Not all dogs were created equal … at least when it comes to their coats and how they should be cared for.
In this section of The BarxBuddy Guide to Dog Grooming, we offer helpful tips for combing and brushing your dog.
How Often Should You Brush Your Dog?
The general rules for how often to brush a dog are based on the length and type of hair/coat the dog has.
For example, some “hairless” breeds like the Chinese crested and Xoloitzcuintli do have some hair. The powderpuff Chinese crested has long hair on the ears and tufts of hair on their heads, tails and ankles. The coated Xolos has a short coat. Both require only occasional brushing.
Shorter coats seen on breeds such as pugs and Doberman pinschers require brushing once a week; whereas long, silky coats like that of a Yorkshire terrier, or shih tzu need to be brushed daily.
The curly hair of fully coated poodles requires daily brushing to prevent matting, while a double-coated Labrador should be brushed once or twice a week.
Any long hair dog can have issues with matting. However, certain breeds such as bichon, shih tzu, and poodles are prone to this problem. To brush matted hair, you need to hold the hair below the mat next to the skin and gently separate the tangle with your fingers, followed by a brushing. If you’re unable to separate the matted hair, try a spray of dog detangler, a bit of dog conditioner, or a sprinkle of cornstarch to help loosen the hair up before brushing.
When Should You Brush Your Dog?
Although there’s no set time of day that you should brush your dog if he’s comfortable with brushing, set aside time whenever he’s chill. Should you brush your dog before or after bath? Before. Remove tangles and relax him before bathing.
A few other times when brushing is in order include:
- After a day of play or outdoor activities might be an excellent time to brush your dog to remove tangles and check for ticks
- Before bath time
- Before bed; dogs that like to be brushed may find it relaxing, making it easier to fall asleep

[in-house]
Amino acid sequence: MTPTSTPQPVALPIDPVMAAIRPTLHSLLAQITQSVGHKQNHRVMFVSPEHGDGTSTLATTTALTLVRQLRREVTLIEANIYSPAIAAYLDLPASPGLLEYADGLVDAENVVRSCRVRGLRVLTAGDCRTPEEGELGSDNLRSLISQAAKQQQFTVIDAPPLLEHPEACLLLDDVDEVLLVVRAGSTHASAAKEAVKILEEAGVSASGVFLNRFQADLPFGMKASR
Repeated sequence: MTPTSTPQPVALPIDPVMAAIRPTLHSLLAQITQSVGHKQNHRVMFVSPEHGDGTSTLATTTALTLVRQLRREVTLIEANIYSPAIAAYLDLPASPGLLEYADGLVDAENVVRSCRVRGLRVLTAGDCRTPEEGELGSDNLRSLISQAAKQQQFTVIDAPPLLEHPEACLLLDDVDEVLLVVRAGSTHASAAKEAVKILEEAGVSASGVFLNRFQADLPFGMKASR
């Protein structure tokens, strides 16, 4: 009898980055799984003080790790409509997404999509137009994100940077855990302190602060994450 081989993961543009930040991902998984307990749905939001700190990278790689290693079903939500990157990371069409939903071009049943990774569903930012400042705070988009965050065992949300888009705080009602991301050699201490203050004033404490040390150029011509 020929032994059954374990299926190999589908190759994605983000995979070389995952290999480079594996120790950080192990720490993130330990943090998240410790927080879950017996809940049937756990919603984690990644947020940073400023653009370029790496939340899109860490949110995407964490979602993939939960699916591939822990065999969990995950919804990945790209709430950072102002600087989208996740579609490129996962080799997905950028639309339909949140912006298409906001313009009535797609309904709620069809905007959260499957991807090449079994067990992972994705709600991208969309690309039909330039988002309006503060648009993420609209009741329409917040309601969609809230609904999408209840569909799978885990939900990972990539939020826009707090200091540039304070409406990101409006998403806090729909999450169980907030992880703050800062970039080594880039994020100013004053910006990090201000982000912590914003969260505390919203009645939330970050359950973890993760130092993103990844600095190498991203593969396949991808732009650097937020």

- During periods of heavy shedding (brushing during heavy shedding times will reduce the amount or hair on your floors, clothes, and furniture)
Do not brush your dog when he is wet; this can accelerate the formation of mats, so let your dog’s hair dry after the bath and before brushing.
What Are Types of Dog Brushes?
Your dog’s coat and hair type will determine the best brush or comb. If you’re uncertain about your dog’s grooming needs speak with your vet or a professional groomer.
Here’s a look at the several types of dog brushes and combs:
- Bristle brushes, such as the BarxBuddy self-cleaning brush, are appropriate for all coat types. These brushes vary based on the spacing between and the length of the bristles. For longer hair, select a brush with wider spaced, longer bristles. Coarse hair requires a brush with stiff bristles.
- Pin brushes, sometimes called wire-pin brushes, may or may not have rubber-tipped ends. These brushes are ideal for dogs with medium to long hair and those with woolly or curly coats.
- Slicker brushes are wider, paddle shape brushes that have fine wire bristles that are useful for removing tangles, mats and loose hair from the undercoat. Dogs with medium to long hair typically prefer these types of brushes.
- Rubber glove brush (curry comb) is an effective alternative to traditional brushes if your dog doesn’t like to be brushed. Using a rubber glove brush is an easy way to remove hair and massage your dog’s skin.
- General grooming combs are best for use on dogs with longer, thicker hair and undercoats with knots and tangles. Like bristle brushes the teeth on grooming combs may vary in spacing and in length. Wider teeth are best for removing tangles and knots, whereas tightly spaced teeth are suited for tangle-free hair and sensitive areas like around the face.
- Dematting combs help remove mats in long, heavy thick coats.
- Flea combs are small fine teeth combs that catch fleas when you comb through a dog’s fur.
- Standard grooming rake has a row of rounded tip bristles. This style of the comb is effective at removing dead hair from your pet.
- Undercoat rakes have small, curved blades that work well at removing tangles, mats and loose hair from an undercoat.
- Deshedding tools have a row of tightly spaced pins that help remove loose hairs from the topcoat to reduce a dog’s shedding.
How to Clean a Dog Brush
It’s essential that you routinely clean and disinfect your dog brushes and combs. This process only takes a few steps and will help prevent any bacteria from growing and transferring to your dog’s skin.
- Remove all hair from brushes and combs. Want to make removing hair from a dog brush easy? Start with a self-cleaning brush. One push of the button removes the hair.
- Fill a clean empty container (big enough to hold all the brushes and combs) with hot water.
- Add about a tablespoon of liquid soap.
- Let soak for about 20-30 minutes.
- Remove combs and brushes and rinse them thoroughly.
- Place brushes and combs into a clean container with Barbicide or take Barbicide or bleach wipes across the teeth of each comb and brush.
- Dry combs and brushes with a hairdryer to make sure you don’t leave them wet (can cause rust).
- Clean and dry containers.
- Store brushes and combs in a clean dry container.